3. ^ Higgins, Andrew; Bennhold, Katrin (November 17, 2013). "For Son of a Nazi-Era Dealer, a Private Life Amid a Tainted Trove of Art". New York Times. Retrieved March 7, 2014.
  4. ^ Galliano, pp. 216-7
  5. ^ Galliano, pp. 218
  6. ^ Hailey, Christopher (2010). Alban Berg and His World. Princeton University Press. p. 20. ISBN 9780691148564.
  7. ^ Henry J. Schmidt,Georg Büchner: The Complete Collected Works (Avon Books, 1977), 391
  8. ^ Galliano, pp. 217, 237
  9. ^ Erik Levi, "Opera in the Nazi Period", London, John (2000). Theatre Under the Nazis. Manchester University Press. p. 138. ISBN 9780719059919.
  10. ^ Galliano, p. 218-20
  11. ^ Antony Beaumont, notes to Phoenix Edition CD 114
  12. ^ Galliano, pp. 229-30
  13. ^ Galliano, p. 231
  14. ^ Classical Record Collector. Orpheus Publications Limited. 2005. p. 169.
  15. ^ Galliano, pp. 237-8
  16. ^ Galliano, pp. 231, 237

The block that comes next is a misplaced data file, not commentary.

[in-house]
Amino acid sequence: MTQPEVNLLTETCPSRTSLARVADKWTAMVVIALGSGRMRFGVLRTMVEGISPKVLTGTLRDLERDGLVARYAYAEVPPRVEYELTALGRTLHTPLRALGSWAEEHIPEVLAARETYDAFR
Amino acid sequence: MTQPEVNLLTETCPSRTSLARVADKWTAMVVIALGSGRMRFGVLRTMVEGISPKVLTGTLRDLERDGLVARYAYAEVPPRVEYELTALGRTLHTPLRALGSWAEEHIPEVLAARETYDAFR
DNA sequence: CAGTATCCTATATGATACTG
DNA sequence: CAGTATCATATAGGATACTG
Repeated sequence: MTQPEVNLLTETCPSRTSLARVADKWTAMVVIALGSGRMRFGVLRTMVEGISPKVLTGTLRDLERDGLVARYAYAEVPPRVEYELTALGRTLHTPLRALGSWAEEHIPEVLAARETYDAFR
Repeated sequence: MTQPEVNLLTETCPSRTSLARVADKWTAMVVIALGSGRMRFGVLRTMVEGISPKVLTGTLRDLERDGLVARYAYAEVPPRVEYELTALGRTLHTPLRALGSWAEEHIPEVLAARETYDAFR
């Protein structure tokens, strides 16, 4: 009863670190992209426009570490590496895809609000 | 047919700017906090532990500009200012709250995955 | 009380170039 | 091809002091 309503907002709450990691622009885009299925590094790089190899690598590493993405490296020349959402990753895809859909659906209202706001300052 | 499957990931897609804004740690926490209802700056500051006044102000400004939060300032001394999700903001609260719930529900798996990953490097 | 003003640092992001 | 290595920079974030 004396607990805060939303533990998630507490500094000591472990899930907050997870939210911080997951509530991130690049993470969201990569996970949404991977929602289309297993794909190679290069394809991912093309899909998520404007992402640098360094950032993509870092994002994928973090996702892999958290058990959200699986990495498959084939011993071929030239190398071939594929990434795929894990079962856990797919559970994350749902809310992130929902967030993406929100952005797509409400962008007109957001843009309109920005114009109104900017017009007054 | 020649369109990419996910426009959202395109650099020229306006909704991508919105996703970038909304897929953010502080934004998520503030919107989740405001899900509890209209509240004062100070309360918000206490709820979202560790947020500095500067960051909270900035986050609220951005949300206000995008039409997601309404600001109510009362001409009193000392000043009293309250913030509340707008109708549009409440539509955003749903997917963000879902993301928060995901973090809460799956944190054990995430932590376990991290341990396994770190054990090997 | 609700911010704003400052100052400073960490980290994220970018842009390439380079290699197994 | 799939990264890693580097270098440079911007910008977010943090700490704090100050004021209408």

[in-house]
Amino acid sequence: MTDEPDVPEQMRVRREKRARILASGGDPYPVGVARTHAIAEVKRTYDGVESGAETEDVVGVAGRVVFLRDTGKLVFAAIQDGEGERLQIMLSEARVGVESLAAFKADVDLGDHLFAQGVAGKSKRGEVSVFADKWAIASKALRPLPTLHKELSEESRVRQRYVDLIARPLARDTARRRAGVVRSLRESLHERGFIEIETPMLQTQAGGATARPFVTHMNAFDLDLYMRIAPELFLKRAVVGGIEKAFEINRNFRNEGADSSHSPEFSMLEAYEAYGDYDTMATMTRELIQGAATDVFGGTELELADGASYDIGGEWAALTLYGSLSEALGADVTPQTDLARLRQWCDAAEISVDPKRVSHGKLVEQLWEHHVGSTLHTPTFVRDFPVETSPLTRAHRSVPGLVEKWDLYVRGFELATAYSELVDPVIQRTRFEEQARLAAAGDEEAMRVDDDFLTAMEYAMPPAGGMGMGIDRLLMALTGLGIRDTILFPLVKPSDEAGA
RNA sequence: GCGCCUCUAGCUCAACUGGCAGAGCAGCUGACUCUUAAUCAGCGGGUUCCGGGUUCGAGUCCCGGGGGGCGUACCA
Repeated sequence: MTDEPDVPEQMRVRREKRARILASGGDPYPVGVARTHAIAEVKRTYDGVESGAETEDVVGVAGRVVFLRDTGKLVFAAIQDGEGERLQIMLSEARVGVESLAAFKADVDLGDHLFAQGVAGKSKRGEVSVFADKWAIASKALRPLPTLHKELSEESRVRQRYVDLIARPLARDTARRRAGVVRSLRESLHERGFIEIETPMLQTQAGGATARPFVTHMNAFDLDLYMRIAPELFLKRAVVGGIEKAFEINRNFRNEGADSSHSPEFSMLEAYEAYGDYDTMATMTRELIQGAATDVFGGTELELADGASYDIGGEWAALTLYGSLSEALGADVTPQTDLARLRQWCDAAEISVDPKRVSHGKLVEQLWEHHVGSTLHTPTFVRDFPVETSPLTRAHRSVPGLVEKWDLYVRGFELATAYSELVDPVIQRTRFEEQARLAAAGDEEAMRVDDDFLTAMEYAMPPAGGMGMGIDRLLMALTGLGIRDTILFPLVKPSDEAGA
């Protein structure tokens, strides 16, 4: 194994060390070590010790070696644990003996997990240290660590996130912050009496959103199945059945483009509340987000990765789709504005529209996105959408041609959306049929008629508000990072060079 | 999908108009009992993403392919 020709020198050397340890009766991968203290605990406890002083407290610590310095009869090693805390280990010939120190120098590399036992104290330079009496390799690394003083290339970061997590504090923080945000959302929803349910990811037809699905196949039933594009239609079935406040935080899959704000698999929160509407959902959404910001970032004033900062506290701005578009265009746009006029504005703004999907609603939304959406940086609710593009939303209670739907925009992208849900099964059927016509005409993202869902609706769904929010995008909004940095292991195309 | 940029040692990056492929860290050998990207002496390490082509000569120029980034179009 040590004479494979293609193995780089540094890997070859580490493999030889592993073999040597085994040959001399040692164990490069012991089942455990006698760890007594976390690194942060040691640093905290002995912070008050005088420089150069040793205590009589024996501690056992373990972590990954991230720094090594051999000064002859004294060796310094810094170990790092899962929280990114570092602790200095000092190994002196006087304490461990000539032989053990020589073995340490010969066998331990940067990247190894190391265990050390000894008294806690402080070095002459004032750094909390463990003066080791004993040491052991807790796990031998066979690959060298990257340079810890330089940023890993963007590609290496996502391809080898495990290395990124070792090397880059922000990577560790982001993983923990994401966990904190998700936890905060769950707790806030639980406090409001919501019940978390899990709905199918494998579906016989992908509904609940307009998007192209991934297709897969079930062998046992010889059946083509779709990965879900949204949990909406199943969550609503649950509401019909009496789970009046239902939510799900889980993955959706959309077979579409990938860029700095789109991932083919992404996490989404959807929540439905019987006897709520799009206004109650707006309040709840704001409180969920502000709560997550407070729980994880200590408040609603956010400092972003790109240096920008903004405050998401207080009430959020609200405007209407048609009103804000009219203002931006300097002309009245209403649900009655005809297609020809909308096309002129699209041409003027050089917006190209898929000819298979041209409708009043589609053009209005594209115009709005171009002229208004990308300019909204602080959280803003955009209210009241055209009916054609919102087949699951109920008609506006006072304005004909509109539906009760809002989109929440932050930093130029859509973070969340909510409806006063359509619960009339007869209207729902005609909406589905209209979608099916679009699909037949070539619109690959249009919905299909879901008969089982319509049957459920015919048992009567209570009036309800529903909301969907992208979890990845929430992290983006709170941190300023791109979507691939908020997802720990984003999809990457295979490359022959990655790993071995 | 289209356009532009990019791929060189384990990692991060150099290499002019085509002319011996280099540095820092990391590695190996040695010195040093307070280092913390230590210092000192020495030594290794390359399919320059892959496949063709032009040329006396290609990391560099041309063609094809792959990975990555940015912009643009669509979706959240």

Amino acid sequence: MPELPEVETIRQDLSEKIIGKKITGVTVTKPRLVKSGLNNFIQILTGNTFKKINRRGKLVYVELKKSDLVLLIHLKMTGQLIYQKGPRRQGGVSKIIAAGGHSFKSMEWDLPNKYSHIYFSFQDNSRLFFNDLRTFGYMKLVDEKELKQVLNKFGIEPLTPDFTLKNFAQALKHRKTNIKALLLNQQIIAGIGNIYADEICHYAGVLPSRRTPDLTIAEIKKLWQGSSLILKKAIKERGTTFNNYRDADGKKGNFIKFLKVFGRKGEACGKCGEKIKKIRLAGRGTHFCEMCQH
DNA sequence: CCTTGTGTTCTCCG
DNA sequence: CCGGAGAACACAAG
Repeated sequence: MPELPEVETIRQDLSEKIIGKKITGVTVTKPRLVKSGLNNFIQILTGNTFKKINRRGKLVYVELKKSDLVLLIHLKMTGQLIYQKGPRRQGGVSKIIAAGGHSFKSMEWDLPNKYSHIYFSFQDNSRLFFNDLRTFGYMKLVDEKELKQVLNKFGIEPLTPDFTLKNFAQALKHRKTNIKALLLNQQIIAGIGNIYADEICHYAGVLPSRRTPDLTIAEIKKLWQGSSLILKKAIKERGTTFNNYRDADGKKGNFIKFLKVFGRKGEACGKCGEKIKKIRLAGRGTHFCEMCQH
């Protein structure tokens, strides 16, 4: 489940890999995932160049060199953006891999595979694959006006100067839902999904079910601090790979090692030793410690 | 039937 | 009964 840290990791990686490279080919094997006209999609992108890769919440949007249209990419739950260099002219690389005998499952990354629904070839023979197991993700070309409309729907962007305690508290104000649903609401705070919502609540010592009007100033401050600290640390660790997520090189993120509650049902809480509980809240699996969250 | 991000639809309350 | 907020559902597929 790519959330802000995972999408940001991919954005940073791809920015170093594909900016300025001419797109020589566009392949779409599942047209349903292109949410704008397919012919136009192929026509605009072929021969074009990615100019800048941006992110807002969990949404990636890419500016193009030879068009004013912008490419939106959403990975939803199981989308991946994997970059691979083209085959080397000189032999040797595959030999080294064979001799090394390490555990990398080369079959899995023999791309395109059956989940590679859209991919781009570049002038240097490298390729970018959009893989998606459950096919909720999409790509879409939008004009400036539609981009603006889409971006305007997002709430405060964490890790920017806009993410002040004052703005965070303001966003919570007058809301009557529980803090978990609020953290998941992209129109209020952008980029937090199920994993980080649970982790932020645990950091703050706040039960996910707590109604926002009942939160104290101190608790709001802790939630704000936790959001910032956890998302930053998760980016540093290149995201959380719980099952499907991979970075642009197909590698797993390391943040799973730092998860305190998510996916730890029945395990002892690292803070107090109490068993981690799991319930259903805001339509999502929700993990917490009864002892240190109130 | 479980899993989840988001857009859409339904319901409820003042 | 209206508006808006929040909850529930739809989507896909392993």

17. ^ Galliano, p. 237
  18. ^ Galliano, p. 239
  19. ^ Macy, Laura Williams (2008). The Grove Book of Opera Singers. Oxford University Press. p. 379. ISBN 978-0-19-533765-5.

Works cited

  • The Concise Oxford Dictionary of Music Michael Kennedy, Joyce Bourne - 2004 Page 310 "Gurlitt, Manfred (b Berlin, 1890; d Tokyo, 1973). Ger. composer and conductor. Cond. at Essen 1911–12, Augsburg 1912–14, and Bremen 1914–27. His comps. were banned by the Nazis. Went to Japan 1939, forming Gurlitt Opera Co."
  • The Harvard Biographical Dictionary of Music ed. Don M. Randel - 1996 Page 341 "Gurlitt, Manfred (b. Berlin, 6 Sept. 1890; d. Tokyo, 29 Apr. 1973). Composer and conductor. He studied in Berlin with Humperdinck and began his career in opera as a rehearsal pianist and coach in 1908; was assistant conductor at Bayreuth ..."